Bubye Valley Conservancy might have to kill 200 lions to bring the population down to sustainable levels. One of the largest wildlife reserves in Zimbabwe, Bubye – it spans 850,000 acres – now has over 500 lions, which are creating problems for other wildlife populations on the reserve. The overpopulation of the lions has lead to decimated numbers of antelope, giraffe, cheetah, leopards and wild dogs. A dry season has made these smaller game easy targets due to low grass.
The circumstances Bubye finds itselfs in are being blamed on “the Cecil effect,” according to National Post. This refers to the massive outcry that resulted when U.S. dentist Walter Palmer killed Cecil the lion, a popular resident of Hwange National Park in Zimbabwe.
Vilifying Palmer and forcing him into hiding has lead other big-game hunters to fear being made into villains, should they go to Zimbabwe. As a result, the reduced population control has created many more problems.
“Plummeting oil prices have further led to a drop in the number of visitors from U.S. states such as Texas, from where traditionally large numbers of hunters go to Zimbabwe,” from National Post.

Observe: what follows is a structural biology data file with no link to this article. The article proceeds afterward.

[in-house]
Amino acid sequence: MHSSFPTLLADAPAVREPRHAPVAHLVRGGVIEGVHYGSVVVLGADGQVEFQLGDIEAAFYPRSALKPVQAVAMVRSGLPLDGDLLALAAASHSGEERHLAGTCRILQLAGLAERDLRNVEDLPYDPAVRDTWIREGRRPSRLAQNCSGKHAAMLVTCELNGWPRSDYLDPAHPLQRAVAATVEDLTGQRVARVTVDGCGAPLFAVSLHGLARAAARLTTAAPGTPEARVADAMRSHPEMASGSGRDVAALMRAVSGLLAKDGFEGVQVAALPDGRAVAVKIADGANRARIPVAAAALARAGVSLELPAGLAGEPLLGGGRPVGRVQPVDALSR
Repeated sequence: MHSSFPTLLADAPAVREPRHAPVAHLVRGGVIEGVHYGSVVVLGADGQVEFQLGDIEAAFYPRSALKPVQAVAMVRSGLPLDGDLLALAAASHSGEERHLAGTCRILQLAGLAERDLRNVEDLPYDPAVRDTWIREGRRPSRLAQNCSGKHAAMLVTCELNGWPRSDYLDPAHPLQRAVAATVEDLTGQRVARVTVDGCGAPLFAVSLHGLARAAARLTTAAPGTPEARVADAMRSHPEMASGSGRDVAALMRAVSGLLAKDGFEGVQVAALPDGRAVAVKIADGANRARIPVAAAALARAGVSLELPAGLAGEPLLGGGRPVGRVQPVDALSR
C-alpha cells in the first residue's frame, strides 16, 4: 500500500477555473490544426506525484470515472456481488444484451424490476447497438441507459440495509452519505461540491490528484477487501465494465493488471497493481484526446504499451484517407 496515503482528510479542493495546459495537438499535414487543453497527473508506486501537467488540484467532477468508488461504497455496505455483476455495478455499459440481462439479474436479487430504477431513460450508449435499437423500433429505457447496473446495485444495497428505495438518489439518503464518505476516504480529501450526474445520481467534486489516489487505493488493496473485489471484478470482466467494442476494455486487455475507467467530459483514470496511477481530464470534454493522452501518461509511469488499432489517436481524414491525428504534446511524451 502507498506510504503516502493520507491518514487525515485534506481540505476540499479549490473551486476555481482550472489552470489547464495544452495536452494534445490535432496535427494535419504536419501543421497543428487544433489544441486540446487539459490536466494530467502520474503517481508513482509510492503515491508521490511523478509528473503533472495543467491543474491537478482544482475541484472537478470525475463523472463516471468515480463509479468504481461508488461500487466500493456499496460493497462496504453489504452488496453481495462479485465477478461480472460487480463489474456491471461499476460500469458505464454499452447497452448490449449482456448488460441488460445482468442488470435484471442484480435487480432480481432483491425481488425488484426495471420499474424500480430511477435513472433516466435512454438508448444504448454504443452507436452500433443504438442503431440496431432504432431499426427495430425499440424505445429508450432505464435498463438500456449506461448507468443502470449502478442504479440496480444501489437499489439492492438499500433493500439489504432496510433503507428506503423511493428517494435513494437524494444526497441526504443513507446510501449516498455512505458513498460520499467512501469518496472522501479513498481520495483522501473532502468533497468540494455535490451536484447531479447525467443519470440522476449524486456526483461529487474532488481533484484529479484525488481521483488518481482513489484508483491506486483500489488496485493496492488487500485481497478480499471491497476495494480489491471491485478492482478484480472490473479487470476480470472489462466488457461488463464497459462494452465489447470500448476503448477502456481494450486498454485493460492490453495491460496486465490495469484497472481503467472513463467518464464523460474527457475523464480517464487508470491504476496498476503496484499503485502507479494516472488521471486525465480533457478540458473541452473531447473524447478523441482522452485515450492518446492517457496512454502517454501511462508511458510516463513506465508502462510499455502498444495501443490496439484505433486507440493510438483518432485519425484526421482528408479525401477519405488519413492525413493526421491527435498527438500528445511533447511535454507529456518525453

An appeal has been made to other wildlife sanctuaries and institutions in hopes of them taking the excess lions and giving them a home.
“I wish we could give about 200 of our lions away to ease the overpopulation,” said Bubye Valley Conservancy general manager, Blondie Leathem. “If anyone knows of a suitable habitat for them where they will not land up in human conflict, or in wildlife areas where they will not be beaten up because of existing prides, please let us know and help us raise the money to move them.”
Unfortunately, reserves like Bubye rely on money they make from big game hunting in order to properly support wildlife work.
It appears that the anger of the public has actually ended up hurting those it intended to protect.